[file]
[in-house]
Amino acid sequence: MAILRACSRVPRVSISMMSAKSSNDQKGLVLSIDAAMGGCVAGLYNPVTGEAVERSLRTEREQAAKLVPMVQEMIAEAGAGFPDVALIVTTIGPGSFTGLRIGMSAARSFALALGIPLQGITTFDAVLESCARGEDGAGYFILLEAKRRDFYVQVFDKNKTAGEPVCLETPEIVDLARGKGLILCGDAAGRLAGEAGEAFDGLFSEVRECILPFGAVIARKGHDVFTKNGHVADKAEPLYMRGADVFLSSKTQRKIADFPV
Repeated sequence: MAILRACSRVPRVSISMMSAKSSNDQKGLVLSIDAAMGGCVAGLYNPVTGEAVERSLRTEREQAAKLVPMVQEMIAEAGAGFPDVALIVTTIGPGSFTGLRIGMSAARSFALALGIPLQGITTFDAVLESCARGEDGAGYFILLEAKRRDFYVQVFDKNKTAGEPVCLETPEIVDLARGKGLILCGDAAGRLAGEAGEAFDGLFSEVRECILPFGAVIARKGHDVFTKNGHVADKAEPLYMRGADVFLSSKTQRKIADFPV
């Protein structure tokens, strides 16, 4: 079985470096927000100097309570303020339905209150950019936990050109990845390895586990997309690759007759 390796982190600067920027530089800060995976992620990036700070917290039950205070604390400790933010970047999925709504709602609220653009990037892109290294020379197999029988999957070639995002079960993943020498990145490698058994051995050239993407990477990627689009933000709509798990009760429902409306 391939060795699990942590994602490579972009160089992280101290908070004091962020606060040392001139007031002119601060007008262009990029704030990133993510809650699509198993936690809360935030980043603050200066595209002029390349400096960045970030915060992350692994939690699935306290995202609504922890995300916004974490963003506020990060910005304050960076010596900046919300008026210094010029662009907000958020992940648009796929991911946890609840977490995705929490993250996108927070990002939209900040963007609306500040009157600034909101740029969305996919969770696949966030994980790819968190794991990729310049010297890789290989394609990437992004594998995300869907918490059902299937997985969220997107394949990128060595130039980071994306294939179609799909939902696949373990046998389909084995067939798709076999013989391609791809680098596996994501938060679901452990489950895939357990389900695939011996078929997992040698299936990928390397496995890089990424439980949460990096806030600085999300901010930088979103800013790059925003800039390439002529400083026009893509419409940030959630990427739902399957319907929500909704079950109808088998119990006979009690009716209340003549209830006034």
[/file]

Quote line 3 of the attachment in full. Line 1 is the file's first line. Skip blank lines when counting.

Repeated sequence: MAILRACSRVPRVSISMMSAKSSNDQKGLVLSIDAAMGGCVAGLYNPVTGEAVERSLRTEREQAAKLVPMVQEMIAEAGAGFPDVALIVTTIGPGSFTGLRIGMSAARSFALALGIPLQGITTFDAVLESCARGEDGAGYFILLEAKRRDFYVQVFDKNKTAGEPVCLETPEIVDLARGKGLILCGDAAGRLAGEAGEAFDGLFSEVRECILPFGAVIARKGHDVFTKNGHVADKAEPLYMRGADVFLSSKTQRKIADFPV